“If a woman is diagnosed with breast cancer and taking HRT, I would advise her to stop taking the hormones,” says Sarah P. Cate, MD, an assistant professor of Surgery at Icahn School of Medicine at Mount Sinai and Director of Special Surveillance and Breast Program at Mount Sinai Chelsea Downtown in New York City. “Some women are aware of the possible increased risk for developing breast cancer with HRT, but are willing to accept this risk if they enter menopause early and are having severe symptoms,” Dr. Cate says. “Each patient should have a risk assessment with their doctor prior to taking HRT, to see if they are at an elevated risk of breast cancer.” According to the American College of Obstetricians and Gynecologists, doctors should weigh the HRT risks against the benefits. (Check out the everyday habits you can adopt to lower your breast cancer risk.)
Consider non-hormonal alternatives first
Marisa Weiss, MD, director of Breast Radiation Oncology and Breast Health Outreach at Lankenau Medical Center in Ardmore, Pennsylvania and founder and president of breastcancer.org, says that non-hormonal treatments should be tried first for all women experiencing menopausal symptoms.
For vaginal dryness and pain during intercourse, lubricants or moisturizers may help, she says. Topical estrogen creams may also be an option since they do not seem to increase breast cancer risk, according to the National Cancer Institute.
“For hot flashes, keep ice water by your side, buy cold beads, avoid spicy foods, and dress in light layers that can be easily peeled off,” she suggests. Fans and air conditioners can also be helpful, she adds.
“If a woman’s transition into menopause is really rough and she could use help smoothing over the rocky terrain, a short course of HRT may be reasonable,” Weiss says. “Start low and go slow. Use the lowest dose for the shortest period of time with careful revaluation.”
A review of 58 studies published in The Lancet found that when taken for a year or less, HRT does not seem to increase the risk for breast cancer, she says. But “the longer a woman is on HRT, the higher her risk of breast cancer, and it takes 10 years for this risk to return to baseline.” The risk of breast cancer was higher with combined estrogen-progestin, but it was also increased with estrogen-only HRT, the study showed. These same hormones are used in oral contraceptives, she says. Research suggests that women who take even low doses of birth control could have a small increase in the risk of breast cancer.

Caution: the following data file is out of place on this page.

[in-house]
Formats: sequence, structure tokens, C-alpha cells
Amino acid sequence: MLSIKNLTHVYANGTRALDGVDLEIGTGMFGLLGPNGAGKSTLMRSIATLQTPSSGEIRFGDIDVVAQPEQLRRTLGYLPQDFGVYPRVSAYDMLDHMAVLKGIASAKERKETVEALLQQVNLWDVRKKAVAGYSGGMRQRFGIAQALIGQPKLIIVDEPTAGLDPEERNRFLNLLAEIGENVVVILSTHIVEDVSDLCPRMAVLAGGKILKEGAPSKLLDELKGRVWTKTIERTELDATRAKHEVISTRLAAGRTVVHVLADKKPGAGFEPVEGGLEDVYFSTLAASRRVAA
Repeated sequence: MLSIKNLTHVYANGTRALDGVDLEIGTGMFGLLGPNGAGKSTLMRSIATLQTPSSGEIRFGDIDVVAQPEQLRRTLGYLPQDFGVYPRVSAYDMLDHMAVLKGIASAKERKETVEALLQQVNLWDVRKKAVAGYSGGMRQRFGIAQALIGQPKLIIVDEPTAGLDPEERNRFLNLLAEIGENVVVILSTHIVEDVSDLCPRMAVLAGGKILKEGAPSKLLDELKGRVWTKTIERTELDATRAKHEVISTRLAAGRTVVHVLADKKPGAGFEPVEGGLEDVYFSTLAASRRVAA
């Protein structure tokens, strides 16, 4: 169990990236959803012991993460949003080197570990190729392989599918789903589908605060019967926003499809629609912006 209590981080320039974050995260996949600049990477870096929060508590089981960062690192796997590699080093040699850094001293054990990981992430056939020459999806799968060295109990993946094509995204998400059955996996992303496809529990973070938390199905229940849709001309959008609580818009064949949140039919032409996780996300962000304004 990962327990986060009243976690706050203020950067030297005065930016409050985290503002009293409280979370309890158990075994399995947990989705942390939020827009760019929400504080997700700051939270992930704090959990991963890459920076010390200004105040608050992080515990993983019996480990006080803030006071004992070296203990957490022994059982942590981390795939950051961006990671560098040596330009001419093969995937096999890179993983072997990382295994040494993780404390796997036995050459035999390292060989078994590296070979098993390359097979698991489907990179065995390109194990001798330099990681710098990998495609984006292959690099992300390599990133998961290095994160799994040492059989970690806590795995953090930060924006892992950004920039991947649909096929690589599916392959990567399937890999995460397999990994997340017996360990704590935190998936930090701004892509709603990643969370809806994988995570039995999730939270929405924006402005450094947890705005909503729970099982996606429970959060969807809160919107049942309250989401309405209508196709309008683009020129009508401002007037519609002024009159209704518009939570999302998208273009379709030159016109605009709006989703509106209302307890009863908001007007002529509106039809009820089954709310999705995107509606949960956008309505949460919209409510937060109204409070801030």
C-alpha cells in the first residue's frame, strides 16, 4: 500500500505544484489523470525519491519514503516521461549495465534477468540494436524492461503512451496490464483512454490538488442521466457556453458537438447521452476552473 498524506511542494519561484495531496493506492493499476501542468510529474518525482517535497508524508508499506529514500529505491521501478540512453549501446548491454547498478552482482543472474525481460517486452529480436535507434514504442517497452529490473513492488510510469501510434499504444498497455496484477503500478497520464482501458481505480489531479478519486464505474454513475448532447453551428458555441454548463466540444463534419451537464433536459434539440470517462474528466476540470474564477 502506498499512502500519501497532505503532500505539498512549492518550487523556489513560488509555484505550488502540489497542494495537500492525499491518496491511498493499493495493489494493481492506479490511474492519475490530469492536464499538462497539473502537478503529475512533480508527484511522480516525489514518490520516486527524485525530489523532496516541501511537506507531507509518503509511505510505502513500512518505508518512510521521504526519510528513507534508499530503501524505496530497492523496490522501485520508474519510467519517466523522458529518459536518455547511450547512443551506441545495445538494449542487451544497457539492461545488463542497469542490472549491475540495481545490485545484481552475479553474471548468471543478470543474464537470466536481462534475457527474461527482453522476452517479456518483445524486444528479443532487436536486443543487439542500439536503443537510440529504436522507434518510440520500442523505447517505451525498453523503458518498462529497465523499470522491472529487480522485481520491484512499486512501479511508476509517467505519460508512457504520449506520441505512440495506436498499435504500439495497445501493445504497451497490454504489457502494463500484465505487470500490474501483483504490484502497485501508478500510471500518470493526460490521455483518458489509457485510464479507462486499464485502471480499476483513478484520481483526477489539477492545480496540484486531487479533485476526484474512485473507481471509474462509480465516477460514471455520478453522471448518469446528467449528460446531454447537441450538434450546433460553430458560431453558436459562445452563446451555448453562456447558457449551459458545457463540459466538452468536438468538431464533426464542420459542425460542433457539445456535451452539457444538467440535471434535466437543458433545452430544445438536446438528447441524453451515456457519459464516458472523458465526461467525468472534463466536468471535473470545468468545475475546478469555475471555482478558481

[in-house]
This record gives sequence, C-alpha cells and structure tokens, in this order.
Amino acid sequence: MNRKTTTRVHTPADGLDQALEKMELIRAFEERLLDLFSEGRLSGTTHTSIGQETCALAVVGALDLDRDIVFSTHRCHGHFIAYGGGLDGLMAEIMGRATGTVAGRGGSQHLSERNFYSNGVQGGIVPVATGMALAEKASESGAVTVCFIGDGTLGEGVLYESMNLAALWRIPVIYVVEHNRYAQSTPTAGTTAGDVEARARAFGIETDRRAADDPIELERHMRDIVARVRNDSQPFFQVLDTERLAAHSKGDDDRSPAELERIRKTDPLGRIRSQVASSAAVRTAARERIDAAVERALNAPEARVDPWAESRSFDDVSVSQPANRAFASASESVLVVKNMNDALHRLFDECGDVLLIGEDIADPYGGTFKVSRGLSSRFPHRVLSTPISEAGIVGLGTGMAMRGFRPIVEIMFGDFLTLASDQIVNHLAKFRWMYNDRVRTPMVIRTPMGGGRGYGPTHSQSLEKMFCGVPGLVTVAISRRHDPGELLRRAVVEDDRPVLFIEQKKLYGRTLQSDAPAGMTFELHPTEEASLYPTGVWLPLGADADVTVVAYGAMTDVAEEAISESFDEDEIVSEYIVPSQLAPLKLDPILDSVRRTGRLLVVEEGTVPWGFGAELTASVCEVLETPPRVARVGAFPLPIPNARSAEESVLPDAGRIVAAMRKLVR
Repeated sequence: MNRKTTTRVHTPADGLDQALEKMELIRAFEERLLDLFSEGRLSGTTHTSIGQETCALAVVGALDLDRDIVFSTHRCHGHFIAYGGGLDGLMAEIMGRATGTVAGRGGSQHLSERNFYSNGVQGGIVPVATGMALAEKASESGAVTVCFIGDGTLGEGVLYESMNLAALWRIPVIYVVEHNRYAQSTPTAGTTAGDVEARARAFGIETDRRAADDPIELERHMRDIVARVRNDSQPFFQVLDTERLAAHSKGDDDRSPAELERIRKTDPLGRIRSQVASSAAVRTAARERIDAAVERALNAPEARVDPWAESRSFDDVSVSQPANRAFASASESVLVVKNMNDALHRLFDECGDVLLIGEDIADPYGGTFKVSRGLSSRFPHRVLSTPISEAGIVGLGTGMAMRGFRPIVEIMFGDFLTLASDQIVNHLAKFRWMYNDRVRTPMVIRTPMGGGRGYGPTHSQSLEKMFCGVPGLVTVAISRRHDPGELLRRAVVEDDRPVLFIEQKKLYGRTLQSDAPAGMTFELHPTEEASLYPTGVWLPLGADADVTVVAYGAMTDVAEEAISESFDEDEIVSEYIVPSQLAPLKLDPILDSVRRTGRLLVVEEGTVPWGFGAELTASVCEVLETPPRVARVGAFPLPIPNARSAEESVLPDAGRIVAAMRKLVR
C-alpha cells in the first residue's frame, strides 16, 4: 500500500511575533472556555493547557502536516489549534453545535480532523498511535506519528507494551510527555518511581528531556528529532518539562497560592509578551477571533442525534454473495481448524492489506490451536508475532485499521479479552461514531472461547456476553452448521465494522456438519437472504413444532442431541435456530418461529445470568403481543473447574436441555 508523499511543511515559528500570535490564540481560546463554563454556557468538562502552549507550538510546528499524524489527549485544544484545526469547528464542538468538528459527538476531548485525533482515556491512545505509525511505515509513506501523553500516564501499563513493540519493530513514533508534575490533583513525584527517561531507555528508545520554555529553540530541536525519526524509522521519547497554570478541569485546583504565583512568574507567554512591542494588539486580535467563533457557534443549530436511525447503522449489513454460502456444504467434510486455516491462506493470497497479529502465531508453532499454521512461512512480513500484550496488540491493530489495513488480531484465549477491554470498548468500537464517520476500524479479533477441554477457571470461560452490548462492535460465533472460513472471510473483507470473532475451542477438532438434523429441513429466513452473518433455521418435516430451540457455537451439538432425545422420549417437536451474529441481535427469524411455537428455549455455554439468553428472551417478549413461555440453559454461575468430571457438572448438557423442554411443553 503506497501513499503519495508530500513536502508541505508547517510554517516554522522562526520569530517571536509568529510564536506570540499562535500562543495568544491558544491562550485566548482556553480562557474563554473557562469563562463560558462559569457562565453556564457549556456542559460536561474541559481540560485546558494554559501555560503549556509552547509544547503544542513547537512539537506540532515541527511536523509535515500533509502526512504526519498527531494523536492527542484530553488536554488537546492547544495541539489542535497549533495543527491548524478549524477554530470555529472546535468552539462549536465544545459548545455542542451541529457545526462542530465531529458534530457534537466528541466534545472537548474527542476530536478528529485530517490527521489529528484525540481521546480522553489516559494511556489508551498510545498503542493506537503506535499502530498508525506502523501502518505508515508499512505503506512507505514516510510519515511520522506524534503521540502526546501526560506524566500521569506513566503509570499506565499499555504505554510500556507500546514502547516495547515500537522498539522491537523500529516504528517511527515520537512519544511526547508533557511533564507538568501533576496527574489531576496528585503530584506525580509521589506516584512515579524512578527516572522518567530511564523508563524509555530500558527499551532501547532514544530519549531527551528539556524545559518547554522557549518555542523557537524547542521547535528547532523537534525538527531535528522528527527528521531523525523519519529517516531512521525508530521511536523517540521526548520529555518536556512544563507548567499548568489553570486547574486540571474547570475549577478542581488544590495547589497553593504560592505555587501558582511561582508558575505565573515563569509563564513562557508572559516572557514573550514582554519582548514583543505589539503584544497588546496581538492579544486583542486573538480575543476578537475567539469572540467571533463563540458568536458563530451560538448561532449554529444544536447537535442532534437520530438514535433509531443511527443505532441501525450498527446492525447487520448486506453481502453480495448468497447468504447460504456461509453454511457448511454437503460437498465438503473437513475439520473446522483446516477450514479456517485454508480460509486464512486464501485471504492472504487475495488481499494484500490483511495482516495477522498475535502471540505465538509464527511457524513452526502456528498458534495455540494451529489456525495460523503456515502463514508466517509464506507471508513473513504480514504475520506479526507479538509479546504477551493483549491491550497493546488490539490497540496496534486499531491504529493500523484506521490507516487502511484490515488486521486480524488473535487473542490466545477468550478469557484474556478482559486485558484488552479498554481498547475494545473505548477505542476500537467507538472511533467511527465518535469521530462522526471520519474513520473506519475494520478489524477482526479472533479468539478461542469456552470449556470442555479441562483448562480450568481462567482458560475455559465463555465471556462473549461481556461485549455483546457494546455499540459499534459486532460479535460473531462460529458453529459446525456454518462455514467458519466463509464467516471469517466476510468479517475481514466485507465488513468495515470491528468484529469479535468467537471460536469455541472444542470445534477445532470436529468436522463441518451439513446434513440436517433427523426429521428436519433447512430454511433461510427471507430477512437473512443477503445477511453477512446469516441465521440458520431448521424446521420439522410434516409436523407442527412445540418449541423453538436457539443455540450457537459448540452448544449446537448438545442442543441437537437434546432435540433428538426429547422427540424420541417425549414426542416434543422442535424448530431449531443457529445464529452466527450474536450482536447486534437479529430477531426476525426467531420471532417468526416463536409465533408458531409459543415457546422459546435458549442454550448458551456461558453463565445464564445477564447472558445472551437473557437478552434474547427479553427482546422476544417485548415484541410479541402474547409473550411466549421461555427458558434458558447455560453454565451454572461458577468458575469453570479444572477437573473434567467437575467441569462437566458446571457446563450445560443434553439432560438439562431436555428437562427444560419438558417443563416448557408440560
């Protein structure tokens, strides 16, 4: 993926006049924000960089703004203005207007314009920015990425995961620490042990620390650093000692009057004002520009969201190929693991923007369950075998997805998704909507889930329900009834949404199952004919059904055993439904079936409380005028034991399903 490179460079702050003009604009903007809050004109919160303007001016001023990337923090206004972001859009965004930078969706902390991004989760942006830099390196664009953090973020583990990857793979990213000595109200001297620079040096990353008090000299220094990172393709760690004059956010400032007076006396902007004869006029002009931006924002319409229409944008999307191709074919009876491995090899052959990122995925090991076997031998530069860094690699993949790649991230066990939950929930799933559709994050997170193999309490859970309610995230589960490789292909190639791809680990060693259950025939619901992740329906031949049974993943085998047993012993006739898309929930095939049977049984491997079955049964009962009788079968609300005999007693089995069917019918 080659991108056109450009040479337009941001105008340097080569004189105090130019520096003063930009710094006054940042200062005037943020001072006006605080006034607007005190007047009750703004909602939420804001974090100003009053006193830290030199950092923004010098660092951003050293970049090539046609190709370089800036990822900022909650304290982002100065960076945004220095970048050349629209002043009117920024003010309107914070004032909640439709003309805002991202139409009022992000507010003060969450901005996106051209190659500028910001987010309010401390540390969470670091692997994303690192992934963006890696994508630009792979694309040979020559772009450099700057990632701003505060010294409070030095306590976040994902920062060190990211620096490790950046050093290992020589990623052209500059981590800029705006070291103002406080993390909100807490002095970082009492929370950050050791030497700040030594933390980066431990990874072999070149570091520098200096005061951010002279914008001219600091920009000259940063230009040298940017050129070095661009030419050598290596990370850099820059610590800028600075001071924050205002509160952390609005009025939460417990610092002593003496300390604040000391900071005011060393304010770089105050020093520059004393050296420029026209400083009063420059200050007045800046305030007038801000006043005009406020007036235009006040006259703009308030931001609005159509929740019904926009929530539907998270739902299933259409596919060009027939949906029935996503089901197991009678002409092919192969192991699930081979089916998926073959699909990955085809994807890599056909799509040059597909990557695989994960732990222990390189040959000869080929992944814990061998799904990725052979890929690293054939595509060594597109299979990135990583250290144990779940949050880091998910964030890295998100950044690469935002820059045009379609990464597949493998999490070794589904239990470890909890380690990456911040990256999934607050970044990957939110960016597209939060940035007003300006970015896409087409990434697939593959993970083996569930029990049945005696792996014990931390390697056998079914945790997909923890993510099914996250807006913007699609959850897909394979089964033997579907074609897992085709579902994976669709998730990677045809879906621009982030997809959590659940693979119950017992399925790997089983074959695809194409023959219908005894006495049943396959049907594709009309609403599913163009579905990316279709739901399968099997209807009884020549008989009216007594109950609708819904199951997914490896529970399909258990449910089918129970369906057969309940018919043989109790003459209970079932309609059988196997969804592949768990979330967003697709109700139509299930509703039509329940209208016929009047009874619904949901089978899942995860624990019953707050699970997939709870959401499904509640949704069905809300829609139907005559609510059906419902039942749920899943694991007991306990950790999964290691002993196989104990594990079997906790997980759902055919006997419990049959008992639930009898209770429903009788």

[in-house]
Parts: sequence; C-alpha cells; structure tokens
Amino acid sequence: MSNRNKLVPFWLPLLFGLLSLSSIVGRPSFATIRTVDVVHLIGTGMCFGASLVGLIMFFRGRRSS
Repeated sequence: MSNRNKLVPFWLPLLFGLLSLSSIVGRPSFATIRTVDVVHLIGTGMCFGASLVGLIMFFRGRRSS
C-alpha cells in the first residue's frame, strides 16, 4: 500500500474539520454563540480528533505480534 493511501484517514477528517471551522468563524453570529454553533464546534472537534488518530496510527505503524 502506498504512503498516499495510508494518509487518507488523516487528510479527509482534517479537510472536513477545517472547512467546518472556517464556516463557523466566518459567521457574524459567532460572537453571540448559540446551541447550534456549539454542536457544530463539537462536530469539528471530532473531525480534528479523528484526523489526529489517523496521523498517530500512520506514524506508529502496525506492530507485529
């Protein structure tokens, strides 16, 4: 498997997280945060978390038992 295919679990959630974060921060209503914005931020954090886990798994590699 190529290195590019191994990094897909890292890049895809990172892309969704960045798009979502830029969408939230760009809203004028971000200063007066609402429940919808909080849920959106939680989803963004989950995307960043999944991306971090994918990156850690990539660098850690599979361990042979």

“We want to avoid extended use whenever possible,” she says, noting that this advice does not apply to women who have had breast cancer. “If you have a history of breast cancer, HRT is relatively contraindicated.” Also: Don’t be swayed by bio-identical hormones, she warns, which are widely touted as natural alternatives to HRT. “They may well have the same risks as HRT if they are both having hormonal effects in your body,” she says.
But not all experts agree on this: Dr. Nachtigall believes that “if you had breast cancer years ago and subsequent mammograms, breast sonograms, or MRIs are all negative, you could go on estrogen to treat severe menopause symptoms. It is a very individualized decision.” Your best bet is to discuss your options—and your symptoms—with your doctor to decide which course of treatment is best for you.
- Women's Health Initiative: "Executive Summary and Questions and Answers"
- American Journal of Public Health: "Decline in US Breast Cancer Rates After the Women's Health Initiative: Socioeconomic and Racial/Ethnic Differentials"
- Lila Nachtigall, MD, Professor, Department of Obstetrics and Gynecology, NYU Langone Health, New York City
- North American Menopause Society:" Changes in Hormone Levels"
- North American Menopause Society: "The 2017 hormone therapy position statement of The North American Menopause Society"
- Marisa Weiss, MD, Director, Breast Radiation Oncology and Breast Health Outreach, Lankenau Medical Center; Founder and President of Breastcancer.org
- Lancet: "Menopausal hormone therapy and 20-year breast cancer mortality"
- Sarah P. Cate, MD, Assistant Professor of Surgery, Icahn School of Medicine, Mount Sinai; Director, Special Surveillance and Breast Program, Mount Sinai Chelsea Downtown, New York City
- National Institutes of Health: "WHI Updated Analysis: No Increased Risk of Breast Cancer with Estrogen-Alone"